UVA1 Phototherapy Appears to Ease Lesions in Localized Scleroderma
UVA1 phototherapy, a form of treatment that uses light for skin disorders, helps ease skin lesions in people with localized scleroderma by regulating certain genes responsible for inflammation and scarring, a study has found.
The study, “Clinical and laboratory characterization of patients with localized scleroderma and response to UVA-1 phototherapy: In vivo and in vitro skin models,” was published in the journal Photodermatology, Photoimmunology & Photomedicine.
Localized scleroderma affects the skin, causing it to harden and tighten. Treatment may include the use of phototherapy at specific wavelengths of light. UVA1 — which is restricted to light of a narrow band of wavelengths (340–400nm) within the ultraviolet spectrum — penetrates deep into the skin.
Previous research has shown that UVA1 phototherapy may benefit patients with localized scleroderma, but the exact mechanisms remain unclear.
To delve deeper into the molecular changes occurring in response to UVA1 phototherapy, a team of researchers in Italy used lab-grown fibroblasts from the skin of patients with localized scleroderma.
The study included 16 patients (10 female and six male) who received whole-body UVA1 phototherapy using a medium dose of 60 Joules per square centimeter of skin (J/cm2) for a course of 36 sessions, done three to four times per week. Their average age was 55 years, and they ranged from 16 to 70 years old. Their skin lesions had started to develop two months, on average, before they entered the study.
Eight of the patients, who had fair skin that can burn easily, also received three sessions of low-dose UVA1 phototherapy (30 J/cm2) to prepare the skin for the medium dose.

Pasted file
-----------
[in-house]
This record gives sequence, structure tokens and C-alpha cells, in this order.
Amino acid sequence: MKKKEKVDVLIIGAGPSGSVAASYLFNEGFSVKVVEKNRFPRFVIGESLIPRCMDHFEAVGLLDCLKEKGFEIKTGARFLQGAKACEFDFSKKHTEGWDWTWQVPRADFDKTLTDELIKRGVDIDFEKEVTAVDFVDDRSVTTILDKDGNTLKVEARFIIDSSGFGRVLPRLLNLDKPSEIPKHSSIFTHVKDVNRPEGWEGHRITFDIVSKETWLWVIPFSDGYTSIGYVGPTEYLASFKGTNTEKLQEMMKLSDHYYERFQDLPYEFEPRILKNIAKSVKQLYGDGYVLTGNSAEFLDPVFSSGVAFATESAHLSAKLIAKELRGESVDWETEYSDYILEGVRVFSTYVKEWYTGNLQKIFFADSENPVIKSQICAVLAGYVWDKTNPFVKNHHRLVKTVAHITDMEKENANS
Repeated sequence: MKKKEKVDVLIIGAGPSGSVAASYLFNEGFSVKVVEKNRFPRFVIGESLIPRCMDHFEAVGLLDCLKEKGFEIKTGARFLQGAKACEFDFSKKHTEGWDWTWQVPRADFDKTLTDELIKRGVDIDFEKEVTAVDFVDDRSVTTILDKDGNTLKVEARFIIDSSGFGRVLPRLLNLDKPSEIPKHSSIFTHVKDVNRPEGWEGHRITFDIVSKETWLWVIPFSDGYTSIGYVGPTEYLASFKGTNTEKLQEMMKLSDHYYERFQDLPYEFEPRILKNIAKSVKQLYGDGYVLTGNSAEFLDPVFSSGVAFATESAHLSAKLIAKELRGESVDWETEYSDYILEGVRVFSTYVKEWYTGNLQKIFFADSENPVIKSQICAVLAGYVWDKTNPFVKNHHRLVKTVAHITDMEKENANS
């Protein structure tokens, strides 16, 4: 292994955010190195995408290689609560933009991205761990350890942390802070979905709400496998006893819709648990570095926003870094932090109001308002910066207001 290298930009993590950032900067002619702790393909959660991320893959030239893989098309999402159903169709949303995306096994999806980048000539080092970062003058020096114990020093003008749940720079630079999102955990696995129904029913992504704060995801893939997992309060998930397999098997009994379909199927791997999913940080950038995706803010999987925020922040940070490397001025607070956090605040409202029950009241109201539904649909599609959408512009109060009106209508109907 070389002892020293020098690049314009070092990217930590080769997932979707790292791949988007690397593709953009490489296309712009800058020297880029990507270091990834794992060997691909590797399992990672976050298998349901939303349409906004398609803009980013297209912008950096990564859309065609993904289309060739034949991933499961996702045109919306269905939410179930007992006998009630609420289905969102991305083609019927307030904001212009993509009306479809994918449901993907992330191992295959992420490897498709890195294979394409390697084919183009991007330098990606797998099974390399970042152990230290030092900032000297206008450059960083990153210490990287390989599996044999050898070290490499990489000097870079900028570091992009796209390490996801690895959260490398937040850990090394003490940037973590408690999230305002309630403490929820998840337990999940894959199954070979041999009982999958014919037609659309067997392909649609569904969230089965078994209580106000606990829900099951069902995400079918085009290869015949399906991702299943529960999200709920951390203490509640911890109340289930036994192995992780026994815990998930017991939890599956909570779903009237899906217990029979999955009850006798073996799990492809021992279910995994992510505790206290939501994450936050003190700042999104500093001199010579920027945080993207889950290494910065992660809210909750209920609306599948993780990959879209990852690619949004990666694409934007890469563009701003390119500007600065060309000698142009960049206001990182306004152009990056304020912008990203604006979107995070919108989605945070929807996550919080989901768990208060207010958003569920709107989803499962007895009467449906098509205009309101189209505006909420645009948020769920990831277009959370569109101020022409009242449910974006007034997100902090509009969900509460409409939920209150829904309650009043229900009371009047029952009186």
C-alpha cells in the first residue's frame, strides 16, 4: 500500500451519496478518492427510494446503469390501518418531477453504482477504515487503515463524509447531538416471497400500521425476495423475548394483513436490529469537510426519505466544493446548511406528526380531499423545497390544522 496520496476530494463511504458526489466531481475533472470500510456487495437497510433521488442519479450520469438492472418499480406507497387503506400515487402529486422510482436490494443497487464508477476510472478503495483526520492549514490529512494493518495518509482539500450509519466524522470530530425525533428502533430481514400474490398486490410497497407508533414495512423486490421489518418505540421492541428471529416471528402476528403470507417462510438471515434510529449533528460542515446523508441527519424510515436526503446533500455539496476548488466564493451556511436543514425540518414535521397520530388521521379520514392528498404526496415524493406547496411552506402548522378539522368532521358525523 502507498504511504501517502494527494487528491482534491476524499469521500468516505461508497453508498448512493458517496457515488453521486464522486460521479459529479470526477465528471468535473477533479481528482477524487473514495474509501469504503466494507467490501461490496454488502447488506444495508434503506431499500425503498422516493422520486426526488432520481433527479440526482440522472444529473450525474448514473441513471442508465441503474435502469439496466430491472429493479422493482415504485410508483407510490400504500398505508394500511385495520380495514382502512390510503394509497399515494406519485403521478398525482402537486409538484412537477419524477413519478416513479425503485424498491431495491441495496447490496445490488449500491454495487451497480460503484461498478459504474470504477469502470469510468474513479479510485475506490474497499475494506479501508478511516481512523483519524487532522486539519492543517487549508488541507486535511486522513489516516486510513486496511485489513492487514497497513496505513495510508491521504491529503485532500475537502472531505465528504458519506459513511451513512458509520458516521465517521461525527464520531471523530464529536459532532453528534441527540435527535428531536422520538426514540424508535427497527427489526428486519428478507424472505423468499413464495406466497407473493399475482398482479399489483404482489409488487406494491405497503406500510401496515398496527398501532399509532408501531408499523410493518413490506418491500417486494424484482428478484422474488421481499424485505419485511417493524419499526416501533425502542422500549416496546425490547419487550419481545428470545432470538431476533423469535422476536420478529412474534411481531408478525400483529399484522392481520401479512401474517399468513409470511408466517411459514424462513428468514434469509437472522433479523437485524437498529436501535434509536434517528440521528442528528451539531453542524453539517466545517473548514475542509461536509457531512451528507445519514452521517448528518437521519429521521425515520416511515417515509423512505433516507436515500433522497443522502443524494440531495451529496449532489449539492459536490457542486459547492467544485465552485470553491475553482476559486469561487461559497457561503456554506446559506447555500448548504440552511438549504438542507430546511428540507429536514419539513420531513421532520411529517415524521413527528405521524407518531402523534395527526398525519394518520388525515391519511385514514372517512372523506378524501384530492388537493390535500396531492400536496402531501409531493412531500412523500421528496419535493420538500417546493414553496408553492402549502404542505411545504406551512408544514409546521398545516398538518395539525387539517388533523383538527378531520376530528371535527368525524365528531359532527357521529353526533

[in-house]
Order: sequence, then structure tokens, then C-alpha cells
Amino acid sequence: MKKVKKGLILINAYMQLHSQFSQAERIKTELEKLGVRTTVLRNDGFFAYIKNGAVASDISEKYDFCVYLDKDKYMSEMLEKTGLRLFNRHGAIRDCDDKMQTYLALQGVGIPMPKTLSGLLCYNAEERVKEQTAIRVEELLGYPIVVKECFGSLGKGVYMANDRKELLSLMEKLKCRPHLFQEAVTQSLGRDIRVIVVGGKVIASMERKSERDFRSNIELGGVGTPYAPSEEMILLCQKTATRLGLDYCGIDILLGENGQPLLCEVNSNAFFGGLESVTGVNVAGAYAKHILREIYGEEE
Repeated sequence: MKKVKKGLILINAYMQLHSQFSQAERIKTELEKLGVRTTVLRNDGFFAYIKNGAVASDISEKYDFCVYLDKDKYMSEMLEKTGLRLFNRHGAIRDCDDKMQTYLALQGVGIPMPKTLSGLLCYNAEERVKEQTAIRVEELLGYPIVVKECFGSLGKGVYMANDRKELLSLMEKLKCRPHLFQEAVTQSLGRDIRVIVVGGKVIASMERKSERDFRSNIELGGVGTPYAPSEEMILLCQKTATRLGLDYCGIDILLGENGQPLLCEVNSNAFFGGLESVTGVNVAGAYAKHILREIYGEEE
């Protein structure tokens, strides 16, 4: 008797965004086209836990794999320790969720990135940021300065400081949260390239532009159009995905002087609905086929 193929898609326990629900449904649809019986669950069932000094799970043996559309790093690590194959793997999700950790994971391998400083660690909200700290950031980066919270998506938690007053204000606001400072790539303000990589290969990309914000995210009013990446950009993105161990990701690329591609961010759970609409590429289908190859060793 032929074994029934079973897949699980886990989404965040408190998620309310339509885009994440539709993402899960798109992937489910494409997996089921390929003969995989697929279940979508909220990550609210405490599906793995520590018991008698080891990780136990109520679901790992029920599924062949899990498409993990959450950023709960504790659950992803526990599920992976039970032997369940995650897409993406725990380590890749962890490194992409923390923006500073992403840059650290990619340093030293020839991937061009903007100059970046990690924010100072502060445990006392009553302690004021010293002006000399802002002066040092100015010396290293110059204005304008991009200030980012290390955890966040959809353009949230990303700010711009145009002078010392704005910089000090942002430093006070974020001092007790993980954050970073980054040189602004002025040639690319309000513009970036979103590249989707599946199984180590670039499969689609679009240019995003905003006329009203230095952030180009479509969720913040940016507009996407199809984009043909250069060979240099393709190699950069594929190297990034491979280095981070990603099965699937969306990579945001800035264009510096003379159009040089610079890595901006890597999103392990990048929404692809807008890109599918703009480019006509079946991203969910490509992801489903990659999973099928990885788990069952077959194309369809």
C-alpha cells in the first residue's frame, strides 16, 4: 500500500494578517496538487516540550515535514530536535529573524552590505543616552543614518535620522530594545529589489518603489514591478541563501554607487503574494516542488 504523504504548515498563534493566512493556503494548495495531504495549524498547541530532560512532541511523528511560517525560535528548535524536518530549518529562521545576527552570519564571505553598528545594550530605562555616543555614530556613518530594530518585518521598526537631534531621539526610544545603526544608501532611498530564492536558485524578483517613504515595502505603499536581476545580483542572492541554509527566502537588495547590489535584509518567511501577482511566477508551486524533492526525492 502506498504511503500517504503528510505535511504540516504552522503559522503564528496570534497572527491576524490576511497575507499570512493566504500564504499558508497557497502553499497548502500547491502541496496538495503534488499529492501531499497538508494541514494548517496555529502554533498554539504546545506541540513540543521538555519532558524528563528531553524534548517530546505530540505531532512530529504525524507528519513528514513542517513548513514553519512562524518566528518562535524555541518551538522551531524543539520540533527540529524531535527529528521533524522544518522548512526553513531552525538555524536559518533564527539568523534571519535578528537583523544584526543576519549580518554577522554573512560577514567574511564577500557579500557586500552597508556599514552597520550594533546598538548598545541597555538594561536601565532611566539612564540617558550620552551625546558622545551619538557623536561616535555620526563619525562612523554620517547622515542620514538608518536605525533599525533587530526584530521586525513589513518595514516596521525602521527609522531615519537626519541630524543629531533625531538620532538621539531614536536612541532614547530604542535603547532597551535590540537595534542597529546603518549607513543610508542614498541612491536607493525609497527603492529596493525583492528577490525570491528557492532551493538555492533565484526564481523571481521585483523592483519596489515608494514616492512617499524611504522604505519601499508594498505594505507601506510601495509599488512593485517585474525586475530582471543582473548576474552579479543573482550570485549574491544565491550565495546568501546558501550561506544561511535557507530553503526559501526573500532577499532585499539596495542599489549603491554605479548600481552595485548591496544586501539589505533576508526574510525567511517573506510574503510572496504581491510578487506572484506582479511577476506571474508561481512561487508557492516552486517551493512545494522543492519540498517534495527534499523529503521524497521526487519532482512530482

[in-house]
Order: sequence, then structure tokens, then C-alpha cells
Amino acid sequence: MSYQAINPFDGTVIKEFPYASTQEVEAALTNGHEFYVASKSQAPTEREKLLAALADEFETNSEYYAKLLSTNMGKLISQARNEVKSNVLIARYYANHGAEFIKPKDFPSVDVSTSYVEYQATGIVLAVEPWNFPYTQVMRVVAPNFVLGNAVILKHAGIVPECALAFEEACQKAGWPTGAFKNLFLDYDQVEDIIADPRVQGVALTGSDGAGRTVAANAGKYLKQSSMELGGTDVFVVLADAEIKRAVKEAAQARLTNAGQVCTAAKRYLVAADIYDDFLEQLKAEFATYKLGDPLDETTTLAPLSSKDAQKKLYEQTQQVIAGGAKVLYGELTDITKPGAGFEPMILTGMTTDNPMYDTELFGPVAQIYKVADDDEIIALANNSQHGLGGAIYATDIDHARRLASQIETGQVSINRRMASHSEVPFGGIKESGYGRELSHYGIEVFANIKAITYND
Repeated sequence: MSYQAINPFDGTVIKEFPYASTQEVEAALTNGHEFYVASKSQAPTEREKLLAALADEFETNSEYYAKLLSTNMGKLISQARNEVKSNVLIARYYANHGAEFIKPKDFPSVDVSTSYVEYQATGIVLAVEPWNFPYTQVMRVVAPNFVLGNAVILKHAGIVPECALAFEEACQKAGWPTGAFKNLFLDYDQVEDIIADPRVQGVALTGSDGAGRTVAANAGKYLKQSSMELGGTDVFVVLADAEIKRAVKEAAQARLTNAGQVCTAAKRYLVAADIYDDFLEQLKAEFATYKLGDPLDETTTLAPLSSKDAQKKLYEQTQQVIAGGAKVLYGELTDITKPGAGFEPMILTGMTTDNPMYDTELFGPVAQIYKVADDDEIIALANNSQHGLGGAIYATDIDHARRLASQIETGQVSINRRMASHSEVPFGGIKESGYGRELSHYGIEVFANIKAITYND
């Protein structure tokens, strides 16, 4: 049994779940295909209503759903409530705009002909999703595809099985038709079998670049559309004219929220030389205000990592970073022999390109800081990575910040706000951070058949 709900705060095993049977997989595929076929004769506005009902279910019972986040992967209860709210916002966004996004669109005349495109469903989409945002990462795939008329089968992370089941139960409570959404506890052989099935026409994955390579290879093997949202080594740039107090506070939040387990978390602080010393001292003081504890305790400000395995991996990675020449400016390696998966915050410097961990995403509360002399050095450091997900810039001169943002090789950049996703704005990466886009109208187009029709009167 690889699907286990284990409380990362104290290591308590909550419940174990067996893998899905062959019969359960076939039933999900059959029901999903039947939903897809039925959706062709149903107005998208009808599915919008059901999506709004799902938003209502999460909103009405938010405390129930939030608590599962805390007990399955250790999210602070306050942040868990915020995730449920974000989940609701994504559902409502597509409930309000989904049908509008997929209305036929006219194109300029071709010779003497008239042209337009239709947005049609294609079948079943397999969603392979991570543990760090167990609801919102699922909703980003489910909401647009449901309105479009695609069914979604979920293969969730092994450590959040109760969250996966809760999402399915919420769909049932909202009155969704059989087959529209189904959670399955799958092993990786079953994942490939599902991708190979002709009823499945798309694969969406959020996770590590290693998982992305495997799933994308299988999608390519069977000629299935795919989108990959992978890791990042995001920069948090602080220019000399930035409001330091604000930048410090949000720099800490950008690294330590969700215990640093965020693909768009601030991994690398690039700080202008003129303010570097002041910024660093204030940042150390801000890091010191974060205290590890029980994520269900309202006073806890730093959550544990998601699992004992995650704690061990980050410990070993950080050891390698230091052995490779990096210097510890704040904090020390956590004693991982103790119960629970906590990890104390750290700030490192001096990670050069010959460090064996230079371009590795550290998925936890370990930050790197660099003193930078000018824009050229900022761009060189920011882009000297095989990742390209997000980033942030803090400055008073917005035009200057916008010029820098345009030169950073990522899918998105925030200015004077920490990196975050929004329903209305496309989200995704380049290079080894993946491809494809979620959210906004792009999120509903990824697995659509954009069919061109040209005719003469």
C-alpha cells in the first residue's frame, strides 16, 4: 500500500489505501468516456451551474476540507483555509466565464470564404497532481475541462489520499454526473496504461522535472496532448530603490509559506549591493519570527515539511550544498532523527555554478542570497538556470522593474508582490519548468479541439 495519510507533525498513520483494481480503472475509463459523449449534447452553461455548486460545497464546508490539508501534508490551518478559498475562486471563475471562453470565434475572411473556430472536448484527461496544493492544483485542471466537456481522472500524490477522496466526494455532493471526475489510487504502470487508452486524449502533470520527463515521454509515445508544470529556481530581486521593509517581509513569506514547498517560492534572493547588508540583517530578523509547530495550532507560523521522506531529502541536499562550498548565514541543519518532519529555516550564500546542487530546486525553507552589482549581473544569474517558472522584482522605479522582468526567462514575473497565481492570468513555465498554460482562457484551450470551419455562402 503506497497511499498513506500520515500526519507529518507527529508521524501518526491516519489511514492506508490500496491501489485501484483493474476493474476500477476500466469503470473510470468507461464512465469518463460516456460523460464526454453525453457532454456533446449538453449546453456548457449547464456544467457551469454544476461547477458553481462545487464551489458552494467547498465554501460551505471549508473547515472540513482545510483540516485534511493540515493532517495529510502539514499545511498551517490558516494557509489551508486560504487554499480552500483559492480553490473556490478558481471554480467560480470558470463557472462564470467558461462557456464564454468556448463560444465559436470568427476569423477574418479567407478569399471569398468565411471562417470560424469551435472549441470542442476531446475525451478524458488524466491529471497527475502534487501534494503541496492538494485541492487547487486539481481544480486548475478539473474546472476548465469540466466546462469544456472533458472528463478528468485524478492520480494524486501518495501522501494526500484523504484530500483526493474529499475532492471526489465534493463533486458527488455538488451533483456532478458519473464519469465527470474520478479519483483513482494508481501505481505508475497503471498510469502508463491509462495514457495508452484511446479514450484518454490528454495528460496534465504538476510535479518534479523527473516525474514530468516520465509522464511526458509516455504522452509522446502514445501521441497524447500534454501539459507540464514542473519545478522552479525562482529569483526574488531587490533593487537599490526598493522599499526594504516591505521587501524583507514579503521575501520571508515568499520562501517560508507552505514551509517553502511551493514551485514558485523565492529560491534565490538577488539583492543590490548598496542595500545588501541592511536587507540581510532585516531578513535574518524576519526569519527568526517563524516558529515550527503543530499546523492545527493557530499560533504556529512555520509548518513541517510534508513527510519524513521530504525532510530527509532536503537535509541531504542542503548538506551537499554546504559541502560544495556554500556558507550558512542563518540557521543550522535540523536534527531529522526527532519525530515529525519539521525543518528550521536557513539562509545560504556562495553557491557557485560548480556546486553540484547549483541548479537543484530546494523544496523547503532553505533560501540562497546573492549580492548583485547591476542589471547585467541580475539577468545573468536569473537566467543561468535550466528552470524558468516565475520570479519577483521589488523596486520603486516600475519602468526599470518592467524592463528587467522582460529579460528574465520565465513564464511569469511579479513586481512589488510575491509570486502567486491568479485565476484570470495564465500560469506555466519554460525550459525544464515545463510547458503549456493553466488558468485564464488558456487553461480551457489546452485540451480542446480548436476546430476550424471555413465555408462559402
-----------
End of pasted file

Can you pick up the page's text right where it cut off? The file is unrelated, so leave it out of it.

At study entry (baseline), Localized Scleroderma Assessment Tool (LoSCAT; used to evaluate disease activity) and Dermatology Life Quality Index (DLQI) scores were collected, and measurements of skin thickness were performed using high-frequency ultrasound. These measurements also were performed during and after the course of UVA1 phototherapy.
The average LoSCAT score decreased (improved) from 33.4 at baseline to 9.3 at nine months after the last phototherapy session, and the average DLQI score decreased from 4.6 at baseline to 0.8 at six months.
A skin pinching test revealed an increase in skin elasticity starting at two months after the last UVA1 phototherapy session. Skin thickness started to decrease one month after the last session, then by up to 60% within nine months.
Skin thickness is usually assessed for the first time not earlier than three months after the last UVA1 phototherapy session, the researchers noted.
To look deeper into the fibroblasts of the affected skin, the researchers ordered a biopsy of the skin lesions at baseline and at three months after the last phototherapy session. The fibroblasts were placed under UVA1 radiation at four different doses and exposure duration. Then, the scientists measured how many fibroblasts remained alive for up to three days. They found that longer UVA1 radiation duration and higher doses did not lead to greater fibroblast death.
Next, the fibroblasts were used in another experiment to see which genes were switched “on” and “off” by UVA1 phototherapy. The researchers found changes in 12 out of 21 genes tested between patient-derived fibroblasts and healthy (control) fibroblasts.
Genes whose activity decreased provide instructions for molecules involved in inflammation and fibrosis (scarring). In contrast, some genes with greater activity are involved in anti-fibrotic signaling pathways.
“UVA-1 phototherapy adds significant benefits in local tissue remodelling, rebalancing the alteration between pro-fibrotic and anti-fibrotic pathways; these changes can be well monitored by [high-frequency ultrasound],” the researchers concluded, adding that further study is needed to confirm their findings.